Plant Lore, Legends and Lyrics

Book Richard Folkard
RICHARD FOLKARD, JUN. Plant Lore, Legends and Lyrics. London: Sampson Low, Marston, Searle, and Rivington,
Crown Buildings, 188, Fleet Street, 1884.





The Norse World-Tree.

According to the Eddaic accounts, the Ash Yggdrasill is the greatest and best of all trees. One of its stems springs from the central primordial abyss—from the subterranean source of matter—runs up through the earth, which it supports, and issuing out of the celestial mountain in the world’s centre, called Asgard, spreads its branches over the entire universe. These wide-spread branches are the æthereal or celestial regions; their leaves, the clouds; their buds or fruits, the stars. Four harts run across the branches of the tree, and bite the buds: these are the four cardinal winds. Perched upon the top branches is an eagle, and between his eyes sits a hawk: the eagle symbolises the air, the hawk the wind-still æther. A squirrel runs up and down the Ash, and seeks to cause strife between the eagle and Nidhögg, a monster, which is constantly gnawing the roots: the squirrel signifies hail and other atmospherical phenomena; Nidhögg and the serpents that gnaw the roots of the mundane tree are the volcanic agencies which are constantly seeking to destroy earth’s foundations. Another stem springs in the warm south over the æthereal Urdar fountain, where the gods sit in judgment. In this fountain swim two swans, the progenitors of all that species: these swans are, by Finn Magnusen, supposed to typify the sun and moon. Near this fountain dwell three maidens, who fix the lifetime of all men, and are called Norns: every day they draw water from the spring, and with it sprinkle the Ash in order that its branches may not rot and wither away. This water is so holy, that everything placed in the spring becomes as white as the film within an egg-shell. The dew that falls from the tree on the earth men call honey-dew, and it is the food of the bees. The third stem of Yggdrasill takes its rise in the cold and cheerless regions of the north (the land of the Frost Giants), over the source of the ocean, typified by a spring called Mimir’s Well, in which wisdom and wit lie hidden. Mimir, the owner of this spring, is full of wisdom because he drinks of its waters. One day Odin came and begged a draught of water from the well, which he obtained, but was obliged to leave one of his eyes as a pledge for it. This myth Finn Magnusen thinks signifies the descent of the sun every evening into the sea (to learn wisdom from Mimir during the night); the mead quaffed by Mimir every morning being the ruddy dawn, that, spreading over the sky, exhilarates all nature.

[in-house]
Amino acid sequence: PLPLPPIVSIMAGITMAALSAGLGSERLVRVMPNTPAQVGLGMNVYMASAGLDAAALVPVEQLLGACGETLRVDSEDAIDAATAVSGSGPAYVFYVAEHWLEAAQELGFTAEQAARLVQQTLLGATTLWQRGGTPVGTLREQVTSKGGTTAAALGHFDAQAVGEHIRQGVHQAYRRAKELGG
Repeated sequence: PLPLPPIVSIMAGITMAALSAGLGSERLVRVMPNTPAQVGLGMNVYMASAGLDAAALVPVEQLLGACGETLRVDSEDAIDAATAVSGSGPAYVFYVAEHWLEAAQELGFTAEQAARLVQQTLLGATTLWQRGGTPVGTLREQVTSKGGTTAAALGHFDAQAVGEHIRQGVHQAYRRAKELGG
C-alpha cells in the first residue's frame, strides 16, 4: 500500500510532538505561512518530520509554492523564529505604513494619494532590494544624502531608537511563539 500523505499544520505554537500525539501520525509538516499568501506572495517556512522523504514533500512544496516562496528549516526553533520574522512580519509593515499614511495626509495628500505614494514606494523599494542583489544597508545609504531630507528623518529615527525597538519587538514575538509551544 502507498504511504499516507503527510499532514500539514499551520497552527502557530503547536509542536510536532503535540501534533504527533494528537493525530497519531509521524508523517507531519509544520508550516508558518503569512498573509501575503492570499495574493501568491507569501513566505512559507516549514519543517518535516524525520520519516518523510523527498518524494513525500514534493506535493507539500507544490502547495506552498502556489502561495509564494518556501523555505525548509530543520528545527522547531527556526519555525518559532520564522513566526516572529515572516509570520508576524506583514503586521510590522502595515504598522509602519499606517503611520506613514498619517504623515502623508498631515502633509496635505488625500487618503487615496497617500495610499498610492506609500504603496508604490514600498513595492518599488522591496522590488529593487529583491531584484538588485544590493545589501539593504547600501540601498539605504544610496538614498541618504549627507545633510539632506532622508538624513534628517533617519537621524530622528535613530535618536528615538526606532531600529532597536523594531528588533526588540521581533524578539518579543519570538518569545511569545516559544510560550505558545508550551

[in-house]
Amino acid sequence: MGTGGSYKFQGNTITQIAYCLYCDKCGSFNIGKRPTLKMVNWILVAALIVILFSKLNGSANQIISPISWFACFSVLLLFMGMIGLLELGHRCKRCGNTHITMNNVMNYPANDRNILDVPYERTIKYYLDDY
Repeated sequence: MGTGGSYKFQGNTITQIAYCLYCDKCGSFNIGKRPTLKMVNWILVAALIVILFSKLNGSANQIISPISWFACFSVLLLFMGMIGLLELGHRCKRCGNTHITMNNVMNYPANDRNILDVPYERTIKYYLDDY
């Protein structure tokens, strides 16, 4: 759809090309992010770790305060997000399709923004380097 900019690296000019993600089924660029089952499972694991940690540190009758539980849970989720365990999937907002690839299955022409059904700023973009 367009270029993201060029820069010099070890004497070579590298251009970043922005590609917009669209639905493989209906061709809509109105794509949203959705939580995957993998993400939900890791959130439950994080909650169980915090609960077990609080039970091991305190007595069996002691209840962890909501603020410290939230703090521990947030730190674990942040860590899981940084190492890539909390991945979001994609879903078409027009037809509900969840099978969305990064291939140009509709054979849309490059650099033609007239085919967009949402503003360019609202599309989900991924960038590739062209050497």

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Sobre Silvia Pato

Autora de las novelas «Las nueve piedras» y «El Libro del Único Camino». Redactora de contenidos en diversos medios digitales.

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